What is Collection by Affidavit?

In the case of real property, you have to wait six (6) months after the date of death or, you can file a regular probate immediately. Once the six months elapse, you can open a court case to ask the court’s Probate Registrar for an order allowing you to record your affidavit with the County Recorder, evidencing a transfer of ownership of the property. This only works in simple cases where the Registrar is clear on who is supposed to inherit the property. The law requires that the affidavit contains a representation that the debts of the estate have been paid, after the statutory allowances for widow and family are met.

Personal property, such as tangible wage claims, automobiles, bank or brokerage accounts, may be collected thirty (30) days after the date of death by presenting an affidavit, provided that the value of all such property does not exceed $75,000.


What is the relationship of probate to estate taxes?

There is little relationship between probate and estate taxes. If you own it, it is counted toward computing your tax obligation, whether or not it has to be under a court’s estate administration in order for title to pass to others. However, the person appointed by the court as the Personal Representative of the estate is required to file the estate tax return if one is required. The Personal Representative can also become personally liable for the estate taxes if he distributes the assets of the estate to beneficiaries and fails to pay all or a portion of the tax bill to the taxing authorities.


How long does probate take?

If the estate is clear cut and everyone understands the assets and taxes, the estate will likely settle in six (6) months. The Personal Representative, once appointed in Arizona, has immediate authority in ordinary circumstances to transfer some or all of the assets to the estate beneficiaries subject to the payment of all estate debts.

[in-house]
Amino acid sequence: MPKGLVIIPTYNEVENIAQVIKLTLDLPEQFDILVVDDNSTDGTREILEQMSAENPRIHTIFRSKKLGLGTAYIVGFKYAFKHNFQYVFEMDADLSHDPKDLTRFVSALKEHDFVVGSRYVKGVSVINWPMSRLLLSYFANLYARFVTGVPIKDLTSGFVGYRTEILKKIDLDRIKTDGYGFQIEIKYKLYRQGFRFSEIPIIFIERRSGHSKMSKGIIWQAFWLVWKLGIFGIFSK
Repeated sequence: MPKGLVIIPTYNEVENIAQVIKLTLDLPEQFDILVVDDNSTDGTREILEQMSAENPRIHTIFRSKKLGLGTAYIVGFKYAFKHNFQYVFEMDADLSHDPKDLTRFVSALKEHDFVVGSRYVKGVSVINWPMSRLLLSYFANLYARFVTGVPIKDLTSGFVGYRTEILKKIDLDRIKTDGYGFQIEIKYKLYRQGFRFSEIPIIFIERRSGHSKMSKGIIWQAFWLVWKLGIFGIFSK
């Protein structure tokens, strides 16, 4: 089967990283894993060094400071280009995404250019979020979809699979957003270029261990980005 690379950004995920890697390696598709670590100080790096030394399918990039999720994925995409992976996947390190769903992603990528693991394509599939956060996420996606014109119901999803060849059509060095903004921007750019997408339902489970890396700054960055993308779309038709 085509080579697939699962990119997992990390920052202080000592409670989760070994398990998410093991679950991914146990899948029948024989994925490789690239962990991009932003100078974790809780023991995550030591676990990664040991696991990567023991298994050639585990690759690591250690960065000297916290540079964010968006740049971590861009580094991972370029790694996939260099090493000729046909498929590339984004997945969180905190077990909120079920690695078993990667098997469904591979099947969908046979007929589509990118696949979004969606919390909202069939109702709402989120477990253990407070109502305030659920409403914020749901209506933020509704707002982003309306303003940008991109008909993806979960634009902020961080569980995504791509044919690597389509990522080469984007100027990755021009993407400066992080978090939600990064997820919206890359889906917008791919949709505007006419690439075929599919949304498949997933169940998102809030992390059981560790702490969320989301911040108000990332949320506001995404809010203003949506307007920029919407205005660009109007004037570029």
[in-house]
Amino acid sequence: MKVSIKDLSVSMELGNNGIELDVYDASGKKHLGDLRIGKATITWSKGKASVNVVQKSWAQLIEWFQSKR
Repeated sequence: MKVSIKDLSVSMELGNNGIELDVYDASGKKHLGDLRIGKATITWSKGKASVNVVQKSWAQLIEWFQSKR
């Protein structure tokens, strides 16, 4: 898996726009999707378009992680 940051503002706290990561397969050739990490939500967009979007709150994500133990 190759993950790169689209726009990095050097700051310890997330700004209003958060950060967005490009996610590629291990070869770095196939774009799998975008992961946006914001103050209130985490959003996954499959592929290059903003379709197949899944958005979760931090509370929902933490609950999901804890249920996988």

What are the duties of a Personal Representative?

The basic duties of a Personal Representative include:

  • Obey Court orders
  • Locate and collect the estate assets
  • Pay the just debts of the estate, including taxes
  • Deal in good faith with estate beneficiaries and account to them
  • Distribute the estate assets as called for in the Will or otherwise by law


Is a Personal Representative entitled to be compensated?

The Personal Representative is entitled, by law, to “reasonable” compensation which is usually on an hourly basis. It is vital to keep a record of the dates, description and time of service.


Are probate lawyers in Arizona entitled to take a percentage of the estate as the fee for probate?

The probate court has to be satisfied that the lawyer’s fee was reasonable in each case. There is no statute in Arizona that provides an Attorney receives a percentage of the estate.


Contact The Law Office of Arnold N. Hirsch for your consultation to solve your probate concerns at (480) 7832-3000